What happens is that when the client contacts the server, the server in return transmits a public key to the client. This is done through the SSL certificate of the server. Now the client transmits encrypted information to the server along with the public key. The server which possesses the private key is able to decrypt the information and access it successfully.
Whereas, on the other hand Symmetric Key Encryption, uses a single ‘Secret Key’ for both encryption and decryption purposes. In this case, the server and client both need to possess the same key. Therefore it is disadvantageous to use this type of key encryption algorithm due to the fact that the user will have to share the key.
Let us look into how client server communication occurs over HTTPS protocol. There are a number of steps involved. Lets list them out one by one.
- Firstly, the client starts the communication by connecting with the server.
- At this point, when the client initiates the connection, the server transmits the SSL certification to the client. The SSL certificate includes the public key.
- The client now checks whether the SSL certificate is valid or not.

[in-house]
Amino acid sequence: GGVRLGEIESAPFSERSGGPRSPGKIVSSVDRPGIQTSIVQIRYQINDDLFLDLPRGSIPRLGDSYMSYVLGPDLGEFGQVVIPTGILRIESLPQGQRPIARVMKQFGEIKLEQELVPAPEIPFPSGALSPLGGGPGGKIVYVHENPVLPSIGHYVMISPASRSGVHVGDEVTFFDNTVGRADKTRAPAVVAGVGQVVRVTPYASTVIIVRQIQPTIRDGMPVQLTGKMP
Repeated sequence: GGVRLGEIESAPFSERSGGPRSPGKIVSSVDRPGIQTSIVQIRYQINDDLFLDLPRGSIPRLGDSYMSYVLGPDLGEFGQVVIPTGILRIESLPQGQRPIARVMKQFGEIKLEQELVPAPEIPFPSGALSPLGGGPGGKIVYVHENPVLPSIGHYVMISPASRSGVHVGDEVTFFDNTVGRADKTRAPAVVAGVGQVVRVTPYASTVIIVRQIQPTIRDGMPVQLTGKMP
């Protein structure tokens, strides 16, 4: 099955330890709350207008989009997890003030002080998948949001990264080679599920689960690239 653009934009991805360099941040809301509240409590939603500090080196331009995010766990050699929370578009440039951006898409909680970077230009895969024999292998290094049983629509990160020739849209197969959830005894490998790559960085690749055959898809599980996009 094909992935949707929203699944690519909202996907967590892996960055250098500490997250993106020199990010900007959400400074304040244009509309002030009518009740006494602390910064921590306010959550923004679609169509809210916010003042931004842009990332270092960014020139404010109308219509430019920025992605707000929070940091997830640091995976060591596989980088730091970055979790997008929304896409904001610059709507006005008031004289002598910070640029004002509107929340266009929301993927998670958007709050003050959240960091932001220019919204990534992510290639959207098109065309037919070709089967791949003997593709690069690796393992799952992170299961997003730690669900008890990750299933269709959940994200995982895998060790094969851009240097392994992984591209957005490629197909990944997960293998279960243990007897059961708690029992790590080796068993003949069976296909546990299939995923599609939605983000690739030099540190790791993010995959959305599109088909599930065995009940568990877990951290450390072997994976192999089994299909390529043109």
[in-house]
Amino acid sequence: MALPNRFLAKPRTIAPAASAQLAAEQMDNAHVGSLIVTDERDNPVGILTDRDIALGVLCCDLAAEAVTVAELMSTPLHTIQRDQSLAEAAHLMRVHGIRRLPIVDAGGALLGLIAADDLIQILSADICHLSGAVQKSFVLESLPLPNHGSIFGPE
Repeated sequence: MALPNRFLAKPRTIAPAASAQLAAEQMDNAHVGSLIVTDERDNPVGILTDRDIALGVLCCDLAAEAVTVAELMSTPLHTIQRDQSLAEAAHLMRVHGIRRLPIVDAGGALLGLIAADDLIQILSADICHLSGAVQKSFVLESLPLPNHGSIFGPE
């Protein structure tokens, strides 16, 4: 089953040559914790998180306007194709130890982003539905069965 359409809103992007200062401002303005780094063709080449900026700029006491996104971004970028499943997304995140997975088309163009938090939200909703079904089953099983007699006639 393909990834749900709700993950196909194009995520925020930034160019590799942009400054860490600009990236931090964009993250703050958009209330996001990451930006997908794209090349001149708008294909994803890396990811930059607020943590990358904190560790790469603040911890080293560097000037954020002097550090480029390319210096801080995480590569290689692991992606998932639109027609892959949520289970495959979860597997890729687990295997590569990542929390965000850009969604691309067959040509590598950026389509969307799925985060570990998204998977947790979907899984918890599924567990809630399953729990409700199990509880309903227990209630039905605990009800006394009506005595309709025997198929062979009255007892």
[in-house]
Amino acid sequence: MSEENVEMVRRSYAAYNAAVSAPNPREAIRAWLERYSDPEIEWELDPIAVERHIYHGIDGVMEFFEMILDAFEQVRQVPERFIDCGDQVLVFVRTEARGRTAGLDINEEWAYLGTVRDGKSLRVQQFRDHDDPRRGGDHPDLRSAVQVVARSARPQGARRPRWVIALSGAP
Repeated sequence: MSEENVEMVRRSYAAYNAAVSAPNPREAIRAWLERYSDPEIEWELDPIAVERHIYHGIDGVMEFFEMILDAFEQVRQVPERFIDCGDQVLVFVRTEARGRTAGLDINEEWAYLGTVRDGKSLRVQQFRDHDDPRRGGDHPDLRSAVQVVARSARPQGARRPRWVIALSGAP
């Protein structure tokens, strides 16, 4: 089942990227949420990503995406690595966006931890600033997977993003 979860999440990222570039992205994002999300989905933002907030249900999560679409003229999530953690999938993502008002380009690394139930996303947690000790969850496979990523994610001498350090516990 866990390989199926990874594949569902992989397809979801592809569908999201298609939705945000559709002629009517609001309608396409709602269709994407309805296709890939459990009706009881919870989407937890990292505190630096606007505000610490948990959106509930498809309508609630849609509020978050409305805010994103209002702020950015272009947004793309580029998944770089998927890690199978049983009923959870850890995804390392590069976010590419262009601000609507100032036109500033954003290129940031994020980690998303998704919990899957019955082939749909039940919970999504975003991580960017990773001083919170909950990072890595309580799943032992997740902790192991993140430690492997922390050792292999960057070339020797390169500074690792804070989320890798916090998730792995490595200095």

- If the certificate is authentic, then a session key is produced by the client. This key is important as well as it is responsible for encrypting the communication between the server and client.
- The public key which was sent by the server previously is now used by the client to encrypt the session key. The encrypted session key is now sent to the server.
- When the server obtains the encrypted session key, it decrypts the information using the private key which it possesses. Remember a server has the possession of the corresponding private key which is able to decrypt the information.
- Now another session key is generated which is used to keep the encrypted communication going on between the client and server.
The figure below illustrates these points:
SSL certificates are very important in HTTPS client server communication. As mentioned previously, whenever the client requests a session, the server responds back by sending the SSL certificate. This SSL certificate is then checked by the browser to determine its validity. Each SSL certificate is issued by proper Certificate Authorities (CA) such as LetsEncrypt, GeoTrust, Comodo etc. These authorities store, sign and issue digital Secure Sockets Layer certificates. They are responsible for providing the proof of validity of the certificate along with the identity of the owner of the certificate.
Whenever a certificate is provided by the CA, it contains the root certificate which is signed by the authority. This is very vital because when the browser checks for the validity of the SSL certificate, it in fact checks whether it contains the root certificate on the database of the trusted root certificates or not. If it does, then a lock icon is seen on the browser bar.